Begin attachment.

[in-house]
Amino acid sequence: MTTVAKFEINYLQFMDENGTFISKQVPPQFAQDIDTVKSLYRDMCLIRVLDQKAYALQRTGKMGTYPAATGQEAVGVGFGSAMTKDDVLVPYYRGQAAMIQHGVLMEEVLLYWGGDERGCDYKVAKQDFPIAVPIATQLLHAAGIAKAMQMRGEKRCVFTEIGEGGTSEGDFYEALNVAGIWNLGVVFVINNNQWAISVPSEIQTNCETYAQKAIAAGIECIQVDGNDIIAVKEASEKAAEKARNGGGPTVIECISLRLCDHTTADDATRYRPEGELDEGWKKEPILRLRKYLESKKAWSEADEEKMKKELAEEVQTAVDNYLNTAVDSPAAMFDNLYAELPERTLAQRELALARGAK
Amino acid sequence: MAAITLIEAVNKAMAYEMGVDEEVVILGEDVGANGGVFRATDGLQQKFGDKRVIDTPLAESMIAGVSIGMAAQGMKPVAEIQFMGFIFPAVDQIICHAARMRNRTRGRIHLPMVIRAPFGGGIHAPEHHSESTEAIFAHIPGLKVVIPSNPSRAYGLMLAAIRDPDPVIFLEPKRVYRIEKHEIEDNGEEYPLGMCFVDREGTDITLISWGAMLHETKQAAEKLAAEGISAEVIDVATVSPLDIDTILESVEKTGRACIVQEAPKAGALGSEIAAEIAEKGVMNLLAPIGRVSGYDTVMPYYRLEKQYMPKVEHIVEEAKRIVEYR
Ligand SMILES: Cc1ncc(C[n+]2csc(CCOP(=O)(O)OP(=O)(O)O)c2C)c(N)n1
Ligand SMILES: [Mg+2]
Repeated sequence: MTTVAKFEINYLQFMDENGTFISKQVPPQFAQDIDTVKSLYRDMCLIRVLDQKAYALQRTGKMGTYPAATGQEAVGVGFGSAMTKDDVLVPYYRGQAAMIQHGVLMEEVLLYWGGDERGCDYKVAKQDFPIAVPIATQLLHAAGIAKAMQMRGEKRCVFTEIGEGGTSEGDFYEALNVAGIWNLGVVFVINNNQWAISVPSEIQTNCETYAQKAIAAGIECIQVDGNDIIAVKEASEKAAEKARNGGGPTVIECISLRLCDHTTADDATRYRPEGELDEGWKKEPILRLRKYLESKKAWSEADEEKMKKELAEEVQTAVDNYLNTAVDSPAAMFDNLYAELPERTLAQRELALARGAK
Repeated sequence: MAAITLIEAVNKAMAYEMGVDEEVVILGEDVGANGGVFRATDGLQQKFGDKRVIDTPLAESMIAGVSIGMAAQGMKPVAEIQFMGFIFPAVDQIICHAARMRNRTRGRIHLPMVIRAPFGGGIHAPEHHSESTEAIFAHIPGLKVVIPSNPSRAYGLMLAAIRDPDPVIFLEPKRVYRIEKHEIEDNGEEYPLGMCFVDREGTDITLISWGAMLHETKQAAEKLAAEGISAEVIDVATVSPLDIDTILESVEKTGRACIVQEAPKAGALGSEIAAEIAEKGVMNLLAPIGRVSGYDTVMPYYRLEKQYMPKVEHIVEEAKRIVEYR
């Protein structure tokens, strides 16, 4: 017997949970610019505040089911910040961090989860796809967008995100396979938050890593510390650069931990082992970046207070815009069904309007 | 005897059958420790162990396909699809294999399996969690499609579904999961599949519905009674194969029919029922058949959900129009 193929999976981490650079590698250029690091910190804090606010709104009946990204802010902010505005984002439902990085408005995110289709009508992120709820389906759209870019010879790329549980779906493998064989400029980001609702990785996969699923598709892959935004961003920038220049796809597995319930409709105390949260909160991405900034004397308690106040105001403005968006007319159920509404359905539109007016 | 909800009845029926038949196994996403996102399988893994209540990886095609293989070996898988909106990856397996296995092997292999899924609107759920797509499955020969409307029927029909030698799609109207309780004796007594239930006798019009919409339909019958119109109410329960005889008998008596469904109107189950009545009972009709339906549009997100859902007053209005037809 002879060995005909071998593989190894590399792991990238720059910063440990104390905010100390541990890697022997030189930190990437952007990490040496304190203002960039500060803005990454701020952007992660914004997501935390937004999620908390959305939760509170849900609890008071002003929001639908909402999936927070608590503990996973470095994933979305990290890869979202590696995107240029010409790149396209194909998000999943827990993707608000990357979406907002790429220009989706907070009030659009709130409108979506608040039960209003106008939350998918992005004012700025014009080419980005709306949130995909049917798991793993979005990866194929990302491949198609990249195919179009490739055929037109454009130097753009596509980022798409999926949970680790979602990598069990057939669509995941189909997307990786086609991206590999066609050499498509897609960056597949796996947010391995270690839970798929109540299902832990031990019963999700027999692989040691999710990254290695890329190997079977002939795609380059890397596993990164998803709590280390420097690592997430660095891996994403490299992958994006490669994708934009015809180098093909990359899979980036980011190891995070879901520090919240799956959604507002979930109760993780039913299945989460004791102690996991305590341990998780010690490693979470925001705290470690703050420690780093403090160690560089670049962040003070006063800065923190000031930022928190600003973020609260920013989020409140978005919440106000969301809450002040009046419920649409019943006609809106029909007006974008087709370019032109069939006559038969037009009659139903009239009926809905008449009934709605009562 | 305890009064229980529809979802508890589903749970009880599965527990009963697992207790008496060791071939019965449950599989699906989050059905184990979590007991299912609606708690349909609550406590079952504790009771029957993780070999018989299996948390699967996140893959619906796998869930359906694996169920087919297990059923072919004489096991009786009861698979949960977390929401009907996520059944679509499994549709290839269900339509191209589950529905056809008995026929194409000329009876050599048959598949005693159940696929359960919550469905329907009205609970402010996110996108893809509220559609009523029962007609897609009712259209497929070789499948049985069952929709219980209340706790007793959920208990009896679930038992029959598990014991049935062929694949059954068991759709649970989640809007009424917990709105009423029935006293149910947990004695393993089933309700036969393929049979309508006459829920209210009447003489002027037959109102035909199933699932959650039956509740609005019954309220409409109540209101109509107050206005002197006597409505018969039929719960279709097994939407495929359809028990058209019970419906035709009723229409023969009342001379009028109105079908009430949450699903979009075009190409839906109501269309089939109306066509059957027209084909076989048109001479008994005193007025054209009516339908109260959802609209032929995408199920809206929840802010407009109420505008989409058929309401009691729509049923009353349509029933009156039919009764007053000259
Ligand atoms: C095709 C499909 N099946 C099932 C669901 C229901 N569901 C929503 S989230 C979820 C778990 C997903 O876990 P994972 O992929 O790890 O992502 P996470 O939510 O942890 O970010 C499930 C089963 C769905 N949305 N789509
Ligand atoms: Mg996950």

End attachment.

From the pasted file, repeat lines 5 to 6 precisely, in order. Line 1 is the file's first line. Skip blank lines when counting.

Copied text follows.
Ligand SMILES: [Mg+2]
Repeated sequence: MTTVAKFEINYLQFMDENGTFISKQVPPQFAQDIDTVKSLYRDMCLIRVLDQKAYALQRTGKMGTYPAATGQEAVGVGFGSAMTKDDVLVPYYRGQAAMIQHGVLMEEVLLYWGGDERGCDYKVAKQDFPIAVPIATQLLHAAGIAKAMQMRGEKRCVFTEIGEGGTSEGDFYEALNVAGIWNLGVVFVINNNQWAISVPSEIQTNCETYAQKAIAAGIECIQVDGNDIIAVKEASEKAAEKARNGGGPTVIECISLRLCDHTTADDATRYRPEGELDEGWKKEPILRLRKYLESKKAWSEADEEKMKKELAEEVQTAVDNYLNTAVDSPAAMFDNLYAELPERTLAQRELALARGAK